I made a late trip out to Wooden Shoe Tulip Farm last fall to buy Leucojum aestivum (Summer Snowflake), but also succumbed to the other beautiful bulbs they still had in the store. I was particularly happy with the tulips I purchased and wished I’d planted more in the ground and in containers. I’m curious how well they will bloom this coming spring. I inadvertently dug some up while planting some new plants in the garden and the bulbs looked healthy and viable so I’m optimistic I’ll have beautiful blooms again next year.
I came across an article titled “Naturalistic Bulb Design” by Bobbie Schwartz, FAPLD, an Ohio-based landscape designer and garden writer. I’ve always planted my bulbs in groupings of five to 10 bulbs and hoped they looked “natural.” However, planting in groupings and large swaths leaves holes in the garden after the bulbs finish blooming. Bobbie suggests we should consider another approach, one advocated by Dutch designer Jacqueline van der Kloet: combining bulbs in a wheelbarrow and tossing the bulbs into the perennial garden, and planting them where they fall. If you have large bulbs and smaller bulbs, mix the large bulbs together, toss and plant, then repeat with the smaller bulbs. According to van der Kloet, this technique assures random patterns that imitate the way bulbs grow in natural habitats.
Apparently, the most crucial factors in perennializing and naturalizing bulbs is excellent drainage and lack of summer watering. According to the article, “in their native habitats, most bulbs are in soil that is wet in the winter and dry in the summer. Therefore, inter-planting bulbs with drought tolerant perennials and grasses will contribute to their longevity.” So I guess we can add spring bulbs to our list of drought tolerant plants. That was news to me.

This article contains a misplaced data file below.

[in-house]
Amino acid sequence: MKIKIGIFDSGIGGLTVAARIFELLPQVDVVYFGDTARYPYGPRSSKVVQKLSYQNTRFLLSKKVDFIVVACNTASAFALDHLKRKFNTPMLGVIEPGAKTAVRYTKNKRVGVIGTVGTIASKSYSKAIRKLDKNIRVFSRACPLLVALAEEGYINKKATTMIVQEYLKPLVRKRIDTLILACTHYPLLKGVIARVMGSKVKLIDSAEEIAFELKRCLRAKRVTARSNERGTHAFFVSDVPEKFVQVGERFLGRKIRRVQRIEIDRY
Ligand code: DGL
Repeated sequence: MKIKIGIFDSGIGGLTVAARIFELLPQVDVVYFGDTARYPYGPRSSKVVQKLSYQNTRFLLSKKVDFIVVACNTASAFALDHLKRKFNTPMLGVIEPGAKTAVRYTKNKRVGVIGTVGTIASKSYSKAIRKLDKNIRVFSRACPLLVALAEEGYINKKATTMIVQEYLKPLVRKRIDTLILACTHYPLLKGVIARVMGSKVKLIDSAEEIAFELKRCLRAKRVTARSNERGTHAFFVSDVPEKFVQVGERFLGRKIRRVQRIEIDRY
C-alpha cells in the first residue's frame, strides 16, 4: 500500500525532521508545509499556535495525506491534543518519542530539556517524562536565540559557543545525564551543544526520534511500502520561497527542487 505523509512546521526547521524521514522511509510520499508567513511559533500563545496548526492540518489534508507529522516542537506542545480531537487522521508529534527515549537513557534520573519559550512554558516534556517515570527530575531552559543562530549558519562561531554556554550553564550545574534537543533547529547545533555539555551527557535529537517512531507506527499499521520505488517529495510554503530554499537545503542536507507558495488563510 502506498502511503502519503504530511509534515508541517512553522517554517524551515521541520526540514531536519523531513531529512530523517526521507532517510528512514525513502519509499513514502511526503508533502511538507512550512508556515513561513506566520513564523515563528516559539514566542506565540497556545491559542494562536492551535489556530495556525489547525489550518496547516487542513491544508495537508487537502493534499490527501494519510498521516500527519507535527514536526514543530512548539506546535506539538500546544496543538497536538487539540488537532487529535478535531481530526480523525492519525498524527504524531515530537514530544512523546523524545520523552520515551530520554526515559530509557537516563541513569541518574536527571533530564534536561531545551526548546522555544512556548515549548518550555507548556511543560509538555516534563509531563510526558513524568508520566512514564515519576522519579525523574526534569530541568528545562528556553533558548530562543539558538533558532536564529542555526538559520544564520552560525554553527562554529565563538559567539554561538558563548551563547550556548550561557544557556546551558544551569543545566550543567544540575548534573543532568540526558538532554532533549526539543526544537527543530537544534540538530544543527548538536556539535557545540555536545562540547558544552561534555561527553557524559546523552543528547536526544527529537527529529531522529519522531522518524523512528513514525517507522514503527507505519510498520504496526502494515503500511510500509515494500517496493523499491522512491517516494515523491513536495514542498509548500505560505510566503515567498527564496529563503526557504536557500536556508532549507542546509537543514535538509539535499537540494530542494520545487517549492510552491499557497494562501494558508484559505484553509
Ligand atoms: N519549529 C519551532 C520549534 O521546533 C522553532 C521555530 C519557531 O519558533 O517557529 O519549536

Bobbie goes on to suggest “naturalistic bulb design is more effective if the bulbs can be planted in a setting where they will be highlighted. One example is a meadow-like grouping under a late foliating tree…Another example is a number of trees or shrubs that can be connected to one another by a meandering stream of bulbs…Quantities of at least 50 to 100 will be needed to create a naturalistic feeling and more would be even better.” That sounds like a lot of bulbs, but I ended up planting more than 100 bulbs in my groupings and it can be done in a few hours.
I tried naturalizing crocus in the lawn, which worked great the first year but the environment was too wet for them to return in great numbers the following year.
In addition to our wonderful, local Wooden Shoe Tulip Farm, I’ve heard several gardeners rave about Brent and Becky’s Bulbs out of Virginia. I had the opportunity to meet Brent and Becky at the July Perennial Plant Symposium that was held in Portland. Lovely people.
What’s your bulb planting strategy? Do you have a favorite bulb you’d recommend to other readers? Or a favorite plant combination using bulbs?